Iceberg Slim wrote the book on pimping. The long-time pimp and drug addict turned his life around, embraced “the square life” he once derided and published his memoirs, Pimp: The Naked Soul of Iceberg Slim. His gritty, unsentimental portrayal was an almost instant street success, and while Slim spoke of his pimping years with regret, it also served as an inspiration to legions of aspiring rappers (especially Too $hort and Ice T) and would-be pimps and hustlers.
Somewhere along the way, Iceberg Slim put his stories to record. Rather than a straight reading, Slim took four stories and turned them into epic rhyming poetry, backed up by the Rod Holloway Quartet, who could switch from late night bar jazz in “The Fall” to a laid-back funky vamp of “On Broadway” for “Broadway Sam” to heartbreakingly poignant on “Mama Debt.”
The four poems all deal with underworld themes, and while they might document the high living and excitement of the pimping life, they all involve comeuppance or tragedy at the end, making it difficult to understand how a listener could view these tales as inspirational or recruitment materials into “the game.”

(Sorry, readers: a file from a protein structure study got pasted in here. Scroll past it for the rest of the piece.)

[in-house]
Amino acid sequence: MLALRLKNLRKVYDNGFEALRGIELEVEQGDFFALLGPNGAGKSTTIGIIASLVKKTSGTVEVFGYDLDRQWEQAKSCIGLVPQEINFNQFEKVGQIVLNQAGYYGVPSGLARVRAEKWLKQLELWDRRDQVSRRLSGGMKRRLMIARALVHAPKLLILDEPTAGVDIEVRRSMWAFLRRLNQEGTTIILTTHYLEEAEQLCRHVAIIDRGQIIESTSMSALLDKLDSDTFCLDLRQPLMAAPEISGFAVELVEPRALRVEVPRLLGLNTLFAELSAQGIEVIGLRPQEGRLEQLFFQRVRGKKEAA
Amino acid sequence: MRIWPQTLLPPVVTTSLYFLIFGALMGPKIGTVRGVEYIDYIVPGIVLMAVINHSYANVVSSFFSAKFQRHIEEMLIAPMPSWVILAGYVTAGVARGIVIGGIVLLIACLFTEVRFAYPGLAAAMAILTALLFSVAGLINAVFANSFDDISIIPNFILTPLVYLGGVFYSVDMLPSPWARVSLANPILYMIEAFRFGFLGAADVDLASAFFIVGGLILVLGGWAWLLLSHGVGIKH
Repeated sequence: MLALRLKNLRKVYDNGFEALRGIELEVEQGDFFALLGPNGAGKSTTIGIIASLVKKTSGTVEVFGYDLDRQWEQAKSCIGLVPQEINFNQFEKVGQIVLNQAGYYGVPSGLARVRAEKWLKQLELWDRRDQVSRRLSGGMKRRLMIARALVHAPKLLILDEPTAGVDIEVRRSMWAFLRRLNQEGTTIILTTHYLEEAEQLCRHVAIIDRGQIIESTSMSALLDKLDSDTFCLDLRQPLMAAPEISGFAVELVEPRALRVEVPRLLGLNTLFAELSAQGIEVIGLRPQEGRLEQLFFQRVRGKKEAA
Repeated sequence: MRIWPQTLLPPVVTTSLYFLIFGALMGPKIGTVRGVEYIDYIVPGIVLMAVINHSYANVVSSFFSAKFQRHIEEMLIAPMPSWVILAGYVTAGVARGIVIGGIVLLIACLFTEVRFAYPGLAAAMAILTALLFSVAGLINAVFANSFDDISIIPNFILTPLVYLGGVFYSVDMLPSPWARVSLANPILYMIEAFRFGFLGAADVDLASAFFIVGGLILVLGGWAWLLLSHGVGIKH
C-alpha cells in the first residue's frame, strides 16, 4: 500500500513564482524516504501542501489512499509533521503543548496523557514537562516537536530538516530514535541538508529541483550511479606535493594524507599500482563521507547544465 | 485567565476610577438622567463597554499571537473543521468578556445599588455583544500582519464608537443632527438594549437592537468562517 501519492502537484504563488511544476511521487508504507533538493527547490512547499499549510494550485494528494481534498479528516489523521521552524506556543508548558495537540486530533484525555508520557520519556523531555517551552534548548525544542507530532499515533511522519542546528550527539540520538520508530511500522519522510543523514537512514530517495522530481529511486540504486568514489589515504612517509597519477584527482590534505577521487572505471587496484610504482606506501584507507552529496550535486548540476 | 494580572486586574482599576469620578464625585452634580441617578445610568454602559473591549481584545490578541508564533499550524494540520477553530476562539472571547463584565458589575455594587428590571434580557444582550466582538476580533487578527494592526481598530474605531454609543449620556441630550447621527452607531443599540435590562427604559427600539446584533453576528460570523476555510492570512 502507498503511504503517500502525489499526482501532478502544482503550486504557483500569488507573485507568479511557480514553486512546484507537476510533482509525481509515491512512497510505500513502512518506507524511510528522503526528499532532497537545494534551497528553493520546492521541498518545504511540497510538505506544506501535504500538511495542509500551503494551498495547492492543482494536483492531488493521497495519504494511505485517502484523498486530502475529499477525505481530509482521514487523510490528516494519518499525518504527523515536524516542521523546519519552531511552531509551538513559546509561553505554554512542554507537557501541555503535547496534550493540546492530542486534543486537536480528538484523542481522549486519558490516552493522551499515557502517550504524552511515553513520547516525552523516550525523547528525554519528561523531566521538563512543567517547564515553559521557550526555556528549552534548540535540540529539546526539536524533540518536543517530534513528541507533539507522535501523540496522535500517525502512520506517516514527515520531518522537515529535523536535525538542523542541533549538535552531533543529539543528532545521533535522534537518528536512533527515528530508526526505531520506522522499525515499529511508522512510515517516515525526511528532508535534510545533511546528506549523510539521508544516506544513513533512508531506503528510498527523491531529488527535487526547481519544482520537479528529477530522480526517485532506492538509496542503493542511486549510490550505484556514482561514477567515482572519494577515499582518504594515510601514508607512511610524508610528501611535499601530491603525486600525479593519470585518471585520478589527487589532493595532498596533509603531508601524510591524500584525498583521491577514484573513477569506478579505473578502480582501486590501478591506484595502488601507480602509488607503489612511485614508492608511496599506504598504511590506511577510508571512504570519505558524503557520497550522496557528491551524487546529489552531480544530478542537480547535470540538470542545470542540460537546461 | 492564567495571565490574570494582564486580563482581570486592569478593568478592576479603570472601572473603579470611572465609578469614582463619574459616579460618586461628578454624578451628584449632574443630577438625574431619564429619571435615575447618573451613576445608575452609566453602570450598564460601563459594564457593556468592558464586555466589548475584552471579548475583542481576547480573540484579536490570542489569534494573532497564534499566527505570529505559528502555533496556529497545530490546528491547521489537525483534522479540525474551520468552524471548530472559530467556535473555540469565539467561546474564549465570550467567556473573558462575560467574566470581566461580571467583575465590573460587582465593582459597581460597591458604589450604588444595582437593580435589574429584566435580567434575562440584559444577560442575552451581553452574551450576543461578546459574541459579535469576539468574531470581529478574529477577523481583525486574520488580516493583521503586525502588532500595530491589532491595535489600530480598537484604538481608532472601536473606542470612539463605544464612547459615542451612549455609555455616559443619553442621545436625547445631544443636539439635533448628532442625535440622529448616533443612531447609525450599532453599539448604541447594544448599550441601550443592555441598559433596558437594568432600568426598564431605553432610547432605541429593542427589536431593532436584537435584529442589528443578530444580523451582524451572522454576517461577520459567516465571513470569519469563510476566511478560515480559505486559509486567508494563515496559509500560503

Reflections closes with “Mama Debt,” perhaps the most depressing poem in the set, in which the protagonist, fresh out of jail, arrives at his mother’s deathbed. His self-assured rejection of her religious beliefs turns to poignant reflection as his mother’s recollections of poverty and great hopes for her son cut him to the quick.
Iceberg Slim has a laid-back approach through the poems, and while a bit more relaxed than the similar “Hustler’s Convention” by Lightning Rod, his precise diction and smooth flow can be hypnotizing. It’s easy to see how Slim was able to talk women into his stable, and modern listeners should watch out, lest they find Iceberg’s silky tones have charmed them into a pair of hot pants and platform shoes.